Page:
Boulder is exploring new taxes and costs as revenues stall

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Saturday May 22, 2021

Boulder has seen dark clouds on the financial horizon for years. The city’s main source of income – sales tax – is still growing, but more slowly than in previous years. At the same time, Boulder may never have spent more: millions on flood protection, delayed maintenance of paths and roads and buildings, unfulfilled goals for affordable housing and climate change.

COVID exacerbated this slow-burning financial crisis, but the pandemic withdrawal won’t necessarily mean a return to household bliss. The population is still declining and aging, impacting both consumer spending and the return of commuters after COVID. The dark future of persistent deficits could come sooner than expected.

On Tuesday, the city council will discuss ways to support future revenue, including possible new taxes and fees, one of which will be on the ballot this year. How much appetite voters will have for higher bills, even in tax-prone Boulder, remains to be seen.

Where does Boulder get its money from now?

Excluding utilities, more than half (50.4%) of Boulder’s revenue in 2021 was from sales tax. That’s a higher percentage than in previous years, but it has long been the main source of funding for city budgets. Property tax is making more and more of the budget as property values ​​have skyrocketed. Boulder also collects many millions from various fees and taxes for services.

Boulder City Funding Sources 2021 (excluding utilities)

Sales and use tax (50.4%) $ 129,929,677

Property tax (20%) $ 50,267,372

Other (11%) $ 28,508,720

  • Licenses, permits & fees (4%)
  • Development and Impact Fees (2%)
  • Grant revenue (1%)
  • Interest and investment income (1%)
  • Leasing, rent and license fees (
  • Sale of materials and goods (
  • Other (1%)

Other taxes (10%) $ 24,481,124

  • franchise Taxes (5%)
  • Accommodation / entrance tax (3%)
  • Specific property / tobacco tax (
  • Development excise tax (

Fees for services (6%) $ 15,915,871

Intergovernmental Revenue (3.3%) $ 8,515,985

Boulder has the highest sales tax rate in the front range at 8.845%. The base sales tax rate is only 3.86% (still the highest), but there are source-specific taxes on top of that for things like open space, transportation, parks, and recreation.

The city is also almost fully developed in terms of property tax – 92% of the upper limit for property tax imposed by the charter has already been levied. (This upper limit could be raised by a referendum.) The unused property tax up to the current limit equates to just under 4.4 million US dollars.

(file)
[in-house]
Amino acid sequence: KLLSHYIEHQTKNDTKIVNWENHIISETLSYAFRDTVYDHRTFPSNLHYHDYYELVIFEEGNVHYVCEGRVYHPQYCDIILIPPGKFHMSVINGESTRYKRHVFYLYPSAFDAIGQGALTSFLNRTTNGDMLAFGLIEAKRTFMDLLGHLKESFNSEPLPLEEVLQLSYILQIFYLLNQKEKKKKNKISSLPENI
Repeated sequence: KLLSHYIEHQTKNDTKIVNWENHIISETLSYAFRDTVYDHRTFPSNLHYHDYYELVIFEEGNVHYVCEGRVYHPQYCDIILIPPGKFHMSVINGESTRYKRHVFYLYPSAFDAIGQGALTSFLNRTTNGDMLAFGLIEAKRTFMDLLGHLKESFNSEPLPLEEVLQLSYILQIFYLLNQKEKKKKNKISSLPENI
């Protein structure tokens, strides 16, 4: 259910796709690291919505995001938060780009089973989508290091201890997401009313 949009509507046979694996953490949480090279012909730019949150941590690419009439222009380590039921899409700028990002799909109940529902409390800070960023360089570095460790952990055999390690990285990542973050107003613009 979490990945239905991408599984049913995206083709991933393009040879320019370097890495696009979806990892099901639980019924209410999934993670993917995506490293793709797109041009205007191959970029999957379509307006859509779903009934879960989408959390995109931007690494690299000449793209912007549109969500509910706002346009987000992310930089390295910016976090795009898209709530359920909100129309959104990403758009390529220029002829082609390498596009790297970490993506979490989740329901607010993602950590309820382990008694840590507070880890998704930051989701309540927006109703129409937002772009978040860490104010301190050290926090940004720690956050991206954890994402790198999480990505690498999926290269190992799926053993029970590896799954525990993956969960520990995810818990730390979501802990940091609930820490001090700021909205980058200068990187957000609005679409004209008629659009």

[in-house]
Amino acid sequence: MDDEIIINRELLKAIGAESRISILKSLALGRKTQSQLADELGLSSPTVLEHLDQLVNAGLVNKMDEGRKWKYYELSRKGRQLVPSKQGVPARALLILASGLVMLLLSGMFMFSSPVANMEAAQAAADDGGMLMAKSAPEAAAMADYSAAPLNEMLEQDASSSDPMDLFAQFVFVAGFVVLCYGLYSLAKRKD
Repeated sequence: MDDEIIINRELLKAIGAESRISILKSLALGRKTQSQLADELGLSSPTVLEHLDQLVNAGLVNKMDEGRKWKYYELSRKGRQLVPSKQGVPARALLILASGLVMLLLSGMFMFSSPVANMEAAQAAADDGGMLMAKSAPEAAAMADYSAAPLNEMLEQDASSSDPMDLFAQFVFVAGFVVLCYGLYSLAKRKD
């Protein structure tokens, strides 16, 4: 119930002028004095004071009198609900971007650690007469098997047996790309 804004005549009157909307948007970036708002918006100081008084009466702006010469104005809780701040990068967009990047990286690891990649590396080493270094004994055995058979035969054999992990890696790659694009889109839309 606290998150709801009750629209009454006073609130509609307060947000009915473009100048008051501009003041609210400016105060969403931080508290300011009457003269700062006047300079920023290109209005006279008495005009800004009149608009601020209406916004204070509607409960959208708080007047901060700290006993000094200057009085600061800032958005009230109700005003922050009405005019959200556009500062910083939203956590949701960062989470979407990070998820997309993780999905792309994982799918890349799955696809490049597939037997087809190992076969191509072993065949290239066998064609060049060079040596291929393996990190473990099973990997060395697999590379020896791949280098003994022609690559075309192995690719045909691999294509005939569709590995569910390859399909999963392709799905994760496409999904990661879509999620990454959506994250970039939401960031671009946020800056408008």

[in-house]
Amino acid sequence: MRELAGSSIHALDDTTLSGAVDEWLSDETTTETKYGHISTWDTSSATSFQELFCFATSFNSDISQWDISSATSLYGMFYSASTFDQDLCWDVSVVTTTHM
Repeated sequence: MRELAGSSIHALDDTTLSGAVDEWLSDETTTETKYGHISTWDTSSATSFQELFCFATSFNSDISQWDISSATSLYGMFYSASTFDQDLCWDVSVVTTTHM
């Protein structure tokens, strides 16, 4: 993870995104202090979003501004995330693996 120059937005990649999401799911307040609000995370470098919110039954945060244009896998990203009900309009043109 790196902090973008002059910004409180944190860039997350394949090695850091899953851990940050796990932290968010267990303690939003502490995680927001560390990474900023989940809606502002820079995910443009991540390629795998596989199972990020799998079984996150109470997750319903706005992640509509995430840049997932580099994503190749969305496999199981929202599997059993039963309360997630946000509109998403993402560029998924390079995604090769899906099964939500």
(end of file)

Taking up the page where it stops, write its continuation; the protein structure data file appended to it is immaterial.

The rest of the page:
Front Range City Property Tax Rates (Mills)

Westminster: 3,650

Arvada: 4,310

Louisville: 7.934

Think: 9.430

Thornton: 10.210

Broomfield *: 11.457

Boulder: 11,981

Longmont: 13,420

Lafayette: 16,572

In Boulder is 1 grinder = $ 4.3 million

Total property tax allowed under Boulder’s Charter = 13 mills ($ 55.9 million total tax capacity)

Current Tax Rate = $ 11.981 million ($ 51.5 million)

For every $ 1 real estate tax levied:

56 cents -> Boulder County Schools

28 cents -> Boulder County

14 cents -> City of Boulder

2 cents -> special districts

At the current property tax rate, homeowners pay $ 86 per $ 100,000 home value annually to the City of Boulder

Commercial real estate pays $ 348 per $ 100,000 of value

* City rate only; Like Denver, Broomfield is both a city and a county.

Where can Boulder get more money?

Boulder also taxes some things other communities don’t, like plastic bags (technically a fee) and sugary drinks. According to the staff, there are few ways to tax things that have not yet been taxed.

“Based on a review of the Colorado Municipal League tracking municipal tax measures approved by voters,” they wrote in notes to the city council, “the only selective sales tax approved that the city of Boulder has yet to have.” Place is a local tobacco tax. “

There is an existing tax on electronic smoking devices that was passed in 2019. At 40%, it is also the highest of Boulder’s three selective taxes. (F.Good service is taxed at 0.15% and recreational marijuana at 3.5%.

Other communities levy taxes on rental cars, storage facilities, and hemp, employees found – all possible options for Boulder.

Colorado communities – including Boulder – have relied more heavily on fees in recent years because they don’t require voter approval to implement them. However, the monetary fees brought in must be spent on things that are directly related to the respective fee. For example, the city’s 10-cent single-use bag fee pays for reusable bags that are distributed to community members for free. Garbage cleaning incidents; Recycling and waste reduction programs; and the effects of garbage on drainage routes, among other things.